Low pay and rising prices are pushing thousands of North East families into poverty, a charity chief has told MPs.
Sara Bryson, policy and development officer at Children North East, said that the majority of children in poverty in the region came from working families and that rising employment had not translated into living standards for many.
Giving evidence to Parliament, she called for central and local Government bodies in the region to introduce the Living Wage so that families could cover the basic costs of living.
Ms Bryson said that more than 60% of all children living in poverty in the North East have working parents and that it was years of stagnant pay and high prices that has pushed many low-income families to breaking point.
“It’s about making sure when people do work they can afford to feed their children and send them to school,” said Ms Bryson. “In order to do that they need to earn a living wage.
“National Government is very much focussed on getting people jobs in the private sector but the recession has hit hard and industry still hasn’t fully recovered up here. The region’s public sector, which has always been our most dominant employer, has also been hit hard.
“One in four children and young people in the North East live below the official poverty line. It is not fair or right that they don’t get the same chances and breaks as their peers.”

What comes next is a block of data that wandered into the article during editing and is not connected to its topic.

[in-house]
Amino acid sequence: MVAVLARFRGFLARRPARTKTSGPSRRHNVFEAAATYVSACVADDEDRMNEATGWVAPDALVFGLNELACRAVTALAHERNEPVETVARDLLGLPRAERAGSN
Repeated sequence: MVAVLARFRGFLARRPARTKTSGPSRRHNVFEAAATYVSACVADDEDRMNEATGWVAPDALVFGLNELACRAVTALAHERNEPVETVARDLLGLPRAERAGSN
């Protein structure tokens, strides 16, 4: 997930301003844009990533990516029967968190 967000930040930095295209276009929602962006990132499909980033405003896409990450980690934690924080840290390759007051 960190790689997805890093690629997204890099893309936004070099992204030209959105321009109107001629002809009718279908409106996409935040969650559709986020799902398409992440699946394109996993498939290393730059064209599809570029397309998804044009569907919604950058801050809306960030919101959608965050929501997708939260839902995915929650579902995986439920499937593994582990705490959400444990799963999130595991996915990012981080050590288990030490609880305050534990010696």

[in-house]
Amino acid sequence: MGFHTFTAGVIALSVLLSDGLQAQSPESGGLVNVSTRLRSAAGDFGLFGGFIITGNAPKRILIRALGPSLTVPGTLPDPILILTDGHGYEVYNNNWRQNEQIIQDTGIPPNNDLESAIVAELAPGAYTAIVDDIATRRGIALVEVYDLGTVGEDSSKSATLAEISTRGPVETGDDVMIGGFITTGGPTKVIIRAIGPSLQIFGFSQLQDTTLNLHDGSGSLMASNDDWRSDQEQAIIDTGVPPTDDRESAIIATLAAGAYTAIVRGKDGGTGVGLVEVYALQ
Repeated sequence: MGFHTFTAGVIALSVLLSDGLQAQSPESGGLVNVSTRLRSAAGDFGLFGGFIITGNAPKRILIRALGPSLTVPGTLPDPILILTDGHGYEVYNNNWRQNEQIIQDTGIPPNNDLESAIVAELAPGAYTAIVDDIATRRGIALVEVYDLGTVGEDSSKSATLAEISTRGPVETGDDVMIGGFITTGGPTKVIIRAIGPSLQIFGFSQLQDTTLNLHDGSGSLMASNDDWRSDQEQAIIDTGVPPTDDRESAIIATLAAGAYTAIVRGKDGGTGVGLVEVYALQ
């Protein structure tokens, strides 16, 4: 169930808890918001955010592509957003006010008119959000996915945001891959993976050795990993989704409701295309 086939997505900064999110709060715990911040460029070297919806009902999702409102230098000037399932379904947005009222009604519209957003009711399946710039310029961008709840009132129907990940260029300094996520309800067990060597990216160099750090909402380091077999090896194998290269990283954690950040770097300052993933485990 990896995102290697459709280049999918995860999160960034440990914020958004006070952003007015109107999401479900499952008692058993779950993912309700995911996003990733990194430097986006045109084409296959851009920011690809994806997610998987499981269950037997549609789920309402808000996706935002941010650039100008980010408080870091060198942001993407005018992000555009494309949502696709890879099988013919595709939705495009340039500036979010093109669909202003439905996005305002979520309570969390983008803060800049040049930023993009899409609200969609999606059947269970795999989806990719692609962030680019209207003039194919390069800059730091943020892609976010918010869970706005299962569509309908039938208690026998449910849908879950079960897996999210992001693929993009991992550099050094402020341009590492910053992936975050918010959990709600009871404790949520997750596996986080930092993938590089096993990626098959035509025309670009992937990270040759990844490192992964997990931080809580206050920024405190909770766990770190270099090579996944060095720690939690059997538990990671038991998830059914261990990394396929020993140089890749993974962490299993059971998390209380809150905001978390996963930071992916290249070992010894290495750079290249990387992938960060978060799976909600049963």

During the Parliamentary discussion, Ms Bryson shared her views, opinions and knowledge around poverty in schools and child poverty issues.
The Children’s Commission on Poverty and The Children’s Society will meet in August and September to review the findings from the sessions and produce an independent report which will be published in October.
“Education is so important to lift children out of poverty but they need to have a positive experience at school,” added Ms Bryson. “Some children will never have been on a school trip, they will have gone without meals, warm clothes and perhaps felt embarrassed or scared to bring their friends home.
“I was brought up in Blakelaw, in Newcastle’s west end, and it was my first school trip that inspired me to go on to university and study.
“As well as adopting the Living Wage we need to work closely with schools to maintain a bursary for pupils after the National Education Maintenance Allowance was abolished and ensure schools are effectively using the Pupil Premium funding from the Government to support disadvantaged children.
“We also doing terrific work as a charity at helping teachers and school staff better understand the individual needs of children in poverty. This goes a long way to abolishing the stigma and prejudices felt between children at school.”
The latest figures show that 24.5% of children in the North East are in poverty, compared to a UK average of 20.6%.
That figure rises to 29% in Newcastle and the proportion of children living in poverty in some parts of the city is far higher. In both Walker and Byker, in the city’s east end, the figure rises above 50%.